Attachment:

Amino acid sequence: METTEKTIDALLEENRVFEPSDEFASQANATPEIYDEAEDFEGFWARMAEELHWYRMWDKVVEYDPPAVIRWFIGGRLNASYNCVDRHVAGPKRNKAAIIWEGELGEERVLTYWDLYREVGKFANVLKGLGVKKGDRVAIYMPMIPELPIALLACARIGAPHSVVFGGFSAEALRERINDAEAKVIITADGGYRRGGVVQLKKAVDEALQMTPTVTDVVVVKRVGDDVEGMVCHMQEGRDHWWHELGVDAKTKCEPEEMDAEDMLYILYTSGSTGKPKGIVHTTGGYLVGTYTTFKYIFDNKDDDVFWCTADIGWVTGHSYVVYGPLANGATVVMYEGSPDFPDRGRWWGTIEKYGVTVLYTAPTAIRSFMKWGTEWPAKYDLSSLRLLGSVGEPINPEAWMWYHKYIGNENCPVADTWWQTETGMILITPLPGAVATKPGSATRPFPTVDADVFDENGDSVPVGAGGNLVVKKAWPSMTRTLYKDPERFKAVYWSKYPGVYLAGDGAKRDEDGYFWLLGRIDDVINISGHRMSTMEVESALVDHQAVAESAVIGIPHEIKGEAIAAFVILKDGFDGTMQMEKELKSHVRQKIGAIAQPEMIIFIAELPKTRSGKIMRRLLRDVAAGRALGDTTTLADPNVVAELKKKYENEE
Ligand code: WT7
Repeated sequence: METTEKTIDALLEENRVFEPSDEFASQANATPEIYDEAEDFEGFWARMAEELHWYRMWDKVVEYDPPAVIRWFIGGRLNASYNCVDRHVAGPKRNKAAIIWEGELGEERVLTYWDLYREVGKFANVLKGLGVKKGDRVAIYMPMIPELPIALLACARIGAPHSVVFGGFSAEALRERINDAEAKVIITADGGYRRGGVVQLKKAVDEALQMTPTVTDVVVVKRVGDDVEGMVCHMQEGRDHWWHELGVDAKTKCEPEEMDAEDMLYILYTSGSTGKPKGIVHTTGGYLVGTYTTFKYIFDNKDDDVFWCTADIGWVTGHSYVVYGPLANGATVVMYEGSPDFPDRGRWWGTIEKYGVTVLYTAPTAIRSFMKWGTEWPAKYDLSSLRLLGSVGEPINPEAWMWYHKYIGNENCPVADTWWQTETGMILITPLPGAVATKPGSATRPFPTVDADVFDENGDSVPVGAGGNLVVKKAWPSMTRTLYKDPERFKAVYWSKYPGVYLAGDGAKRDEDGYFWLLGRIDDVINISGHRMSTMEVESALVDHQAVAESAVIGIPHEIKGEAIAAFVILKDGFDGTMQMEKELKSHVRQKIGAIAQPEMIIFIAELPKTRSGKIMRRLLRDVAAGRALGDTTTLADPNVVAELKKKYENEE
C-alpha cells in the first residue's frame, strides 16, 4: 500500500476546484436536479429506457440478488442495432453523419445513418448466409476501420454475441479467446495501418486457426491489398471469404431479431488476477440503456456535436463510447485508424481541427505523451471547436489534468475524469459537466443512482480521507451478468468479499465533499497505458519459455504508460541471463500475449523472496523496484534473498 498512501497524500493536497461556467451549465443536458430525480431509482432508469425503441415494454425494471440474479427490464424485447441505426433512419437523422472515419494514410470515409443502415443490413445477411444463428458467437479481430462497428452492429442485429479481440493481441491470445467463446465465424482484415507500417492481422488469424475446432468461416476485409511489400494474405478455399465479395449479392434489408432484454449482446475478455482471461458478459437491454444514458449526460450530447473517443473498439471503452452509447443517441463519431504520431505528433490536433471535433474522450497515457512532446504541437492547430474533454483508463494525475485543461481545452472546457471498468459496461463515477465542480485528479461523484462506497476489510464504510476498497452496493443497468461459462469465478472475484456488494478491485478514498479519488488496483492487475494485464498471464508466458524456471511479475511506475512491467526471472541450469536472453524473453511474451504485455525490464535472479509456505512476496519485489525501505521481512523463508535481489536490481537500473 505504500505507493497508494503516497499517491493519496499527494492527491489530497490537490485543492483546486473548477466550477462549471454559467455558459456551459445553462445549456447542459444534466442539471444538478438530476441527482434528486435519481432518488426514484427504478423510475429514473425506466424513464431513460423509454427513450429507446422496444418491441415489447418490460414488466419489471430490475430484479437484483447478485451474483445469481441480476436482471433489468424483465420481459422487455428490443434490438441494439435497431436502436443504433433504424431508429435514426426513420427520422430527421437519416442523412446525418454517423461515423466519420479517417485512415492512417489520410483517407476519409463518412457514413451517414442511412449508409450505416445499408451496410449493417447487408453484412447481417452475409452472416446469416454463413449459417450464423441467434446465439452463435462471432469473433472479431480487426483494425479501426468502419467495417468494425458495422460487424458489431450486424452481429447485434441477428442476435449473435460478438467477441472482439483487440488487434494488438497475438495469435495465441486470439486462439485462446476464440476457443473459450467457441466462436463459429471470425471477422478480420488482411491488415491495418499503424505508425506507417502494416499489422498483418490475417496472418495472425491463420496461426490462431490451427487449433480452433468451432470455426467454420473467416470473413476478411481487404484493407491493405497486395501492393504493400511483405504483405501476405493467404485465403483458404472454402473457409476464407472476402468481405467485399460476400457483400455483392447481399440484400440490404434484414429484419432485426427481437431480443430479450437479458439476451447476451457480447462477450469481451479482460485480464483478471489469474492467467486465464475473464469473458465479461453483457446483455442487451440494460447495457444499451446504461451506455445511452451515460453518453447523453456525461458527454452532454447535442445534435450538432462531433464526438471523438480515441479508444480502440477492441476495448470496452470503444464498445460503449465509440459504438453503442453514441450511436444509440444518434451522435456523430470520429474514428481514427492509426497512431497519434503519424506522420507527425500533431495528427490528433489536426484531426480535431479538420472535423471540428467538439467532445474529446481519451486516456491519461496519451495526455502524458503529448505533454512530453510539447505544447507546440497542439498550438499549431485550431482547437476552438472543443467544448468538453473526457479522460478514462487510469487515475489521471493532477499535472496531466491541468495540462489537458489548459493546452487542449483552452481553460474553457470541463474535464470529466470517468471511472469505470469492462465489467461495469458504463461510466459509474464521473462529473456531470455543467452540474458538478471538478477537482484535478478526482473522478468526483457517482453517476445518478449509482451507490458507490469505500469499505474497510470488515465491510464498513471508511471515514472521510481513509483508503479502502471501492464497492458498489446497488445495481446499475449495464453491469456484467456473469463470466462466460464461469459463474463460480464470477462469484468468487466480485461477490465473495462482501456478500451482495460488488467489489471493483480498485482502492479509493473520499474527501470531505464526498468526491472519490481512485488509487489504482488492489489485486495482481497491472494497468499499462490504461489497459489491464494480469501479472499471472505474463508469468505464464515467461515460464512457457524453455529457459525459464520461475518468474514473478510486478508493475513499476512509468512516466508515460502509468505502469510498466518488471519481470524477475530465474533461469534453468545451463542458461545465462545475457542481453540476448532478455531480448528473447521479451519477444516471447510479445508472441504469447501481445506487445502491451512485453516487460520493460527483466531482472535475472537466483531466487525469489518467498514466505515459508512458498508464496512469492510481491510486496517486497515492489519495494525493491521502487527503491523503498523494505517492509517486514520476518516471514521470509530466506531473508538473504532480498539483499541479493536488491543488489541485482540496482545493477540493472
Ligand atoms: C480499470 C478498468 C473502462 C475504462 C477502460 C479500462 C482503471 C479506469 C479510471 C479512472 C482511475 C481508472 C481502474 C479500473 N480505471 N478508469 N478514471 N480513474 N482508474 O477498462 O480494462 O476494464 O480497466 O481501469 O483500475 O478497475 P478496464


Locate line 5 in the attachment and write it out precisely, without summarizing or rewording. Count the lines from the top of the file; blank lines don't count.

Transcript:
Ligand atoms: C480499470 C478498468 C473502462 C475504462 C477502460 C479500462 C482503471 C479506469 C479510471 C479512472 C482511475 C481508472 C481502474 C479500473 N480505471 N478508469 N478514471 N480513474 N482508474 O477498462 O480494462 O476494464 O480497466 O481501469 O483500475 O478497475 P478496464